Saturday, December 31, 2011

Dangers of taking Prednisone (Anti-inflammatory Steroid)

     Prednisone and other anti-inflammatory steroids (not to be confused with testosterone and the other anabolic steroids that athletes use) have an indicated medical use. Prednisone suppresses the immune reaction of the body, and is used when the immune reaction causes the immune system to attack healthy cells and organs. So it is used, for instance, in asthma, multiple sclerosis, poison ivy, polymyalgia rheumatica, swollen nerves, rheumatoid arthritis, systemic lupus, and a host of other diseases.

     However, just as  aspirin  goes throughout the body to suppress the formation of prostaglandins everywhere, anti-inflammatory steroids also go everywhere throughout the body to suppress the immune reaction in every organ, beginning with inhibiting the diapedesis of white blood cells through capillary walls to attack infected tissues and the reduction of immune surveillance of any fungi or other chronic infection that the body's immune system is keeping in check. It is of vital importance to be aware of the multiple possible effects of steroids and to protect the patient against these  putative negative effects. Otherwise, like Eleanor Roosevelt, the careless overuse of steroids can cause death from overwhelming tuberculosis and adrenal failure.

     I am therefore going to list some ordinary precautions that a physician should take before prescribing anti-inflammatory steroids for his/her patient. This list is neither exhaustive nor all-inclusive, but merely covers the fundamentals of good medical care. I firmly believe that doctors can do untold good or harm by the proper use or improper misuse of prescription drugs, which is why I have always read as much as I could about pharmacology and I subscribe to  the FDA drug-warning e-mail emergency list.

     Many patients have been infected with tuberculosis (TB) without being aware of it. If you have a robust immune system, you generally can confine live TB germs  to your lungs. But if you take enough prednisone for enough days, then the body's immune surveillance of the live TB germs in your body is suppressed, the TB germs multiply, and they can spread throughout your body and kill you. This occurrence has been well documented. Therefore, BEFORE your doctor starts you on an oral steroid, he/she should skin test you for TB, and treat you with isoniazid (INH) if your skin test is positive for as long as you are taking the steroid. (The precise dose and length of treatment with INH should be discussed with a pulmonary or infectious disease specialist).
And having received BCG vaccine against TB does not mean that a positive PPD (TB skin test) can be ignored.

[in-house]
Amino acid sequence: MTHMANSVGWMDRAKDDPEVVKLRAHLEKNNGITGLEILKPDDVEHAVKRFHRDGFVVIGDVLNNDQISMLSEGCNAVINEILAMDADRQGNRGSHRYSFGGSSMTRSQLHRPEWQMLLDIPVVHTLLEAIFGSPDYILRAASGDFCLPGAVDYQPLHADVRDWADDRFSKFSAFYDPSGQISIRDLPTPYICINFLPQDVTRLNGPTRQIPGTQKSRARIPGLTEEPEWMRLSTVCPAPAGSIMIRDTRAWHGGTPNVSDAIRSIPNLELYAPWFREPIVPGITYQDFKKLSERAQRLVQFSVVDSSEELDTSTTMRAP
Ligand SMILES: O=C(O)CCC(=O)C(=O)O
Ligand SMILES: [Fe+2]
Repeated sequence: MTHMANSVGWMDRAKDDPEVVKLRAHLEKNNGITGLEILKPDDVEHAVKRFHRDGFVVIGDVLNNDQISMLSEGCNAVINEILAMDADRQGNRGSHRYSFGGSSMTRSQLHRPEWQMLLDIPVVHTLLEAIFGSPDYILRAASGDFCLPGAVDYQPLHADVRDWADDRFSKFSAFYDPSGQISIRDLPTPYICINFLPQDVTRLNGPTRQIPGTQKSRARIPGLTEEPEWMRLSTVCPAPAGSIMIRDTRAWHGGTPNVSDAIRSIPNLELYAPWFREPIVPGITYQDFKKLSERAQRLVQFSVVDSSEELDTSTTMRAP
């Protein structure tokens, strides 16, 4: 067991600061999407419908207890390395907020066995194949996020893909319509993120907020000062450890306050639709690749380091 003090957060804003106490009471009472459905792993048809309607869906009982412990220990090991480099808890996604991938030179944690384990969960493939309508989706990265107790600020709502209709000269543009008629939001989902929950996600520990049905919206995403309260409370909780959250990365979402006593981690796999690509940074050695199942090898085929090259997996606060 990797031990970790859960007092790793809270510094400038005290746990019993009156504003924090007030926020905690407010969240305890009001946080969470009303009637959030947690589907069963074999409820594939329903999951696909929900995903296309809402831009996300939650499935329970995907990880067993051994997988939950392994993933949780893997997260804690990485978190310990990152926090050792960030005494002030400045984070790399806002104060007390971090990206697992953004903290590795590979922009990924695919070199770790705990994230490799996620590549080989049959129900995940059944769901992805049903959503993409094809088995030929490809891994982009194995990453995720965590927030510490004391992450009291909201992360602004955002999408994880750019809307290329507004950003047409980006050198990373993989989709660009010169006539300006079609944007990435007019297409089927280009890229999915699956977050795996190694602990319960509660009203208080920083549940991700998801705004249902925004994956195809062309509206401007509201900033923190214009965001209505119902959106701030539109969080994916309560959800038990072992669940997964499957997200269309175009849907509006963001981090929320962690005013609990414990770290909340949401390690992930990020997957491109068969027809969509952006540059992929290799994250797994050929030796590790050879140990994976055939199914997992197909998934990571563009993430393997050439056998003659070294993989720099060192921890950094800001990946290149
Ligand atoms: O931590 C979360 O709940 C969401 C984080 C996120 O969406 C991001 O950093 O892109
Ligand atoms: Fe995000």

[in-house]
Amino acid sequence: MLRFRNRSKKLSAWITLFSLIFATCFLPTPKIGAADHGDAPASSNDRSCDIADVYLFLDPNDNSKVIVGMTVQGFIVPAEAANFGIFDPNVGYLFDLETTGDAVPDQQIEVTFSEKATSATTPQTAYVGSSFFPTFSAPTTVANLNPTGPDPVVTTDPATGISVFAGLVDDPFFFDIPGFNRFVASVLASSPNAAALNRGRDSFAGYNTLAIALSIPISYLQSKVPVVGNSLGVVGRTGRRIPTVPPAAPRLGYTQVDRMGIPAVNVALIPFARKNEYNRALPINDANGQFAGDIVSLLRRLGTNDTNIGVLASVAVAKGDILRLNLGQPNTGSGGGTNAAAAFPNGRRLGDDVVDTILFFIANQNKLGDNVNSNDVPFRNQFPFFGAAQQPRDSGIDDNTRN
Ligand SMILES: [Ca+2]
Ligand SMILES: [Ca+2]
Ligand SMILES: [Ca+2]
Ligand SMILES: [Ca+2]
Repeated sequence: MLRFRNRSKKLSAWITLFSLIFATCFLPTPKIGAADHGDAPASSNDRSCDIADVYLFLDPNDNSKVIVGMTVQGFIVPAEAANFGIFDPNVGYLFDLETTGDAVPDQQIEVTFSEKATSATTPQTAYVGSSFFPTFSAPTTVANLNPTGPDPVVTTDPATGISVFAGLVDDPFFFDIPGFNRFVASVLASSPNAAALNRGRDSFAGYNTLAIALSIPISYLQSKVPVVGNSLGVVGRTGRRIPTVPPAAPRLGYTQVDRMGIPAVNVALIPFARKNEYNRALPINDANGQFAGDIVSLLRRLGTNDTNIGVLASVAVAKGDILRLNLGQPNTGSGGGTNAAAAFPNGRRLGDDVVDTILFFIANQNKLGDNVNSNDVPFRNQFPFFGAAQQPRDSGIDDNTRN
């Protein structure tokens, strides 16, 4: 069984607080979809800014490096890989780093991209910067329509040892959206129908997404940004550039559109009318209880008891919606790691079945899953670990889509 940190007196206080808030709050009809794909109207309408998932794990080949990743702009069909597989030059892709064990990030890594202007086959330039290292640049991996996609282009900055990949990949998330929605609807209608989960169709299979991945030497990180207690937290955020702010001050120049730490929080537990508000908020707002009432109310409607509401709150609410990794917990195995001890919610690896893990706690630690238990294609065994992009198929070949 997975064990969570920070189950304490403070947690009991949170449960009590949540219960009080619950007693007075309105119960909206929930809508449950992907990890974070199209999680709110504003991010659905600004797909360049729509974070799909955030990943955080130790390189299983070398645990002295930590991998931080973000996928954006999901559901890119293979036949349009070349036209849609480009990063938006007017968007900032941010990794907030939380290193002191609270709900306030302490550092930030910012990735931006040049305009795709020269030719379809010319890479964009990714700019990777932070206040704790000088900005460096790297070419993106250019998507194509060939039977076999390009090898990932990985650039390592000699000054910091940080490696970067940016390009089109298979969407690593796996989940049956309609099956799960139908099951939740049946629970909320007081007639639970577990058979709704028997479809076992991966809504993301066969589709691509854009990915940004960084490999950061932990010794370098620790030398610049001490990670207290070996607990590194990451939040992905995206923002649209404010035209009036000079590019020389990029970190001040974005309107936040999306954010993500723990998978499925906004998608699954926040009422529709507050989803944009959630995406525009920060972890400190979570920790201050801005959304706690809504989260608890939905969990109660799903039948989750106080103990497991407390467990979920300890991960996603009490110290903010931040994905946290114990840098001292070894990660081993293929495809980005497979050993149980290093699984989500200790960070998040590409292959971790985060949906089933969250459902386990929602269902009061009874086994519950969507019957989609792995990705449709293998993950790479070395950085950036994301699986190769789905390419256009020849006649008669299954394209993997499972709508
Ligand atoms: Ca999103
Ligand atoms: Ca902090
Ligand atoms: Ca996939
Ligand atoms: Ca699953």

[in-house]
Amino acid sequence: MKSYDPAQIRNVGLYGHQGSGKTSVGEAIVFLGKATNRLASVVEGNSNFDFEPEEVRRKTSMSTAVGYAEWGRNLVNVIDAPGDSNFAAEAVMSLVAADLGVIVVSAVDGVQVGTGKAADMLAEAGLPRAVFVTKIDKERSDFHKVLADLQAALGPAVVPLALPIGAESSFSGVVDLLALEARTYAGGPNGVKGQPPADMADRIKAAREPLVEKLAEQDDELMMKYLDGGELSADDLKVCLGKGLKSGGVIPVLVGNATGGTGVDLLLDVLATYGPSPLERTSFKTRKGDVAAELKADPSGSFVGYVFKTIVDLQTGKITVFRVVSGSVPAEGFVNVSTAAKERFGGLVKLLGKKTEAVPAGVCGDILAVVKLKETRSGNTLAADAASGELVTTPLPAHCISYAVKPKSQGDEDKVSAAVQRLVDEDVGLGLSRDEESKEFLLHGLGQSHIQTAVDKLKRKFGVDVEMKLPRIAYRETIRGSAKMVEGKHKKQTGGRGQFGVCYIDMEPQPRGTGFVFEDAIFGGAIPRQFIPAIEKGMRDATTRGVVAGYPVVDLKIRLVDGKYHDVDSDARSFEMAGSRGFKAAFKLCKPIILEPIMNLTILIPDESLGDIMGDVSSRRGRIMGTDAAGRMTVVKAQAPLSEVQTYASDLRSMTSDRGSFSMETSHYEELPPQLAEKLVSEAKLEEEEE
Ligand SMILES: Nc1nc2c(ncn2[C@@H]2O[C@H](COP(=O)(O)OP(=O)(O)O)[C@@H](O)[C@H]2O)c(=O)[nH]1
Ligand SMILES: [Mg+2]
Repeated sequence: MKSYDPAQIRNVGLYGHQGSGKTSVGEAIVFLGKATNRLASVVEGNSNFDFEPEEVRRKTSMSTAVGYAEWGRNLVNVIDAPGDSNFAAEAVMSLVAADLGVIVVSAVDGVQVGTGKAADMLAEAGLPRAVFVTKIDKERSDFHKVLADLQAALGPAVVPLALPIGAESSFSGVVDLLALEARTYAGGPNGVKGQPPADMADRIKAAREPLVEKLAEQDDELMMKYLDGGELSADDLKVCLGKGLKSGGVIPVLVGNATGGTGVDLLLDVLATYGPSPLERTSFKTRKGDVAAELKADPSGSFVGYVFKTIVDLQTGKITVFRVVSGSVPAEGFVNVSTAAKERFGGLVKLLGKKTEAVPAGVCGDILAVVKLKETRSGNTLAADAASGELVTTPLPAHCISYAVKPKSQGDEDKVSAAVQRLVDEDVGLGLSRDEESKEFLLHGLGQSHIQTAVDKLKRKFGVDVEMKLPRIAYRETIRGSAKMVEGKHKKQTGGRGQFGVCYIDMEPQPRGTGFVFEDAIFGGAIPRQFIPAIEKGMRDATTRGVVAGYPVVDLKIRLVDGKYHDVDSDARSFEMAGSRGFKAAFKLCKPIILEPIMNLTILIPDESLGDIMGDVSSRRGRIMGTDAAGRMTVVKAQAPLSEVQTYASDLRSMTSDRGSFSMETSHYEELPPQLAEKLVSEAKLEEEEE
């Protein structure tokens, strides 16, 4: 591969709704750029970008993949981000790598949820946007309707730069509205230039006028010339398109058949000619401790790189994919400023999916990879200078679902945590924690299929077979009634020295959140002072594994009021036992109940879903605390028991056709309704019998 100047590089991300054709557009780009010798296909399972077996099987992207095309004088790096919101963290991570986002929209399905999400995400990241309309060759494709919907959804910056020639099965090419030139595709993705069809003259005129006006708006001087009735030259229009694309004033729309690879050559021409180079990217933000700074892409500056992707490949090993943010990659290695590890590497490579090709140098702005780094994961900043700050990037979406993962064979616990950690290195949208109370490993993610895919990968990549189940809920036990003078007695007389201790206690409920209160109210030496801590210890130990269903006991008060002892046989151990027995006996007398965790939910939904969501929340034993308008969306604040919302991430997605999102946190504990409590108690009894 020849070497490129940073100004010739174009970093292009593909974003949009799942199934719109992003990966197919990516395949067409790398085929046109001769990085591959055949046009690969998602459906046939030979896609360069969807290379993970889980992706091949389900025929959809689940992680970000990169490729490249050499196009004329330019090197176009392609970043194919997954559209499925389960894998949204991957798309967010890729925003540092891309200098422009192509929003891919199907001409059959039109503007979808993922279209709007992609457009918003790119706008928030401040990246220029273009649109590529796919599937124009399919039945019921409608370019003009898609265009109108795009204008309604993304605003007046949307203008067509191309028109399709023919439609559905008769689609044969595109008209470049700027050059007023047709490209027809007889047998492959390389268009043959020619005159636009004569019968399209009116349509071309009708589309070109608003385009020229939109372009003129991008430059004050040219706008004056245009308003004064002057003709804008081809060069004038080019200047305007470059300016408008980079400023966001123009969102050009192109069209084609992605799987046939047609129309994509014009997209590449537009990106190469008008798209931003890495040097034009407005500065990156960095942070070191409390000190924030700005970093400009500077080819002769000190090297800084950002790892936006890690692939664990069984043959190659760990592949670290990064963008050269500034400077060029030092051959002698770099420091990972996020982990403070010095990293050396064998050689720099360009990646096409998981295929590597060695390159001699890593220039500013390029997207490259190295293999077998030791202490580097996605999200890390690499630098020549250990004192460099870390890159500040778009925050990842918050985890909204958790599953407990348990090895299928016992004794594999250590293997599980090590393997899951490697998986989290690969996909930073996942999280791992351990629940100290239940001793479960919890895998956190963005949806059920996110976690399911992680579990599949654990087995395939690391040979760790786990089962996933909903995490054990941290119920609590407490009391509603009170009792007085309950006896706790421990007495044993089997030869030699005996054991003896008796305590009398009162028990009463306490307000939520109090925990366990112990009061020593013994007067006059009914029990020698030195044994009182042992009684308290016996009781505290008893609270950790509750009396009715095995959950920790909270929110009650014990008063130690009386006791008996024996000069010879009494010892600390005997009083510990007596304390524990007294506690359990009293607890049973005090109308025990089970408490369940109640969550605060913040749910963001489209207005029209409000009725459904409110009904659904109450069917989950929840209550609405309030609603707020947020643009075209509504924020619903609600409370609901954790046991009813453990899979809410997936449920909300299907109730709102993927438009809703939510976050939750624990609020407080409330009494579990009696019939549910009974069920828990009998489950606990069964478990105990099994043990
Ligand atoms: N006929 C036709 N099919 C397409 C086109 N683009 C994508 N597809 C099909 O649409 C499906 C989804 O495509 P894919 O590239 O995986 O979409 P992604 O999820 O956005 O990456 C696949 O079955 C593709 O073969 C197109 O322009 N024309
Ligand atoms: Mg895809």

Second, there is a rather common intestinal parasite called strongyloides stercoralis. This nematode inhabits and is fastened to your distal colon, and its reproduction and spreading is also kept in check by your immune system. When the first kidney transplant patients were immunosuppressed, a number of them died from overwhelming strongyloides auto-infection. Therefore before your doctor starts you on oral or IV steroids, you should have a stool exam for evidence of intestinal parasites, especially strongyloides. Again, like ignoring a possible TB infection, omission can prove fatal.

     Third, and in the same vein, steroids also attack the part of the immune system that keeps live viruses under active suppressive surveillance. So if you have received a live virus vaccine (mumps, rubella, oral polio, yellow fever) or have a herpes infection in your eye, the prednisone should be deferred until one month after the vaccine or until the eye infection has been cleared. On theoretical grounds, you should also probably defer any steroid treatment if you have a bacterial abscess, such as acute diverticulitis.

     I should mention  here that your body's natural production of prednisone is approximately 7.5 mg/day, with a diurnal variation, so the peak levels are in the morning. The secretion of prednisone is controlled by a feedback loop to your pituitary gland, which secretes ACTH to stimulate the production and secretion of prednisone by cells in your adrenal gland.  If you take enough prednisone for a long enough period of time (and this amount and time should be determined by testing by an endocrinoligist), then the pituitary gland gets so suppressed that when you stop taking the exogenous steroid, the pituitary gland has lost its ability to manufacture ACTH, so the first time your body is stressed by an infection, your adrenal gland  will be unable  to make "stress doses" of prednisone and you will die in adrenal crisis.

     Now, for completeness, let me list some of the documented conditions  that the chronic use of steroids can create in your body, which, while damaging, are rarely fatal, although they can be permanent:

high blood pressure
congestive heart failure
salt and water retention
bleeding stomach ulcer
insulin-dependent diabetes
ocular cataracts
insatiable appetite
clotting problems
tendon rupture
pseudotumor cerebri

     Needless to say, not all of these side effects happen to all users of steroids, but it is probably prudent to start any patient, male or female, on a drug such as Fosamax that can prevent osteoporosis when steroids arfe started, so long as there is no concomitant esophagitis or gastritis.

     But of course, if the steroid treatment is necessary for your continued good health, such as reversal of an asthmatic attack, treatment of kidney failure caused by lupus, certain bullous dermatoses, then the above risks should not stop you from taking the medicine.



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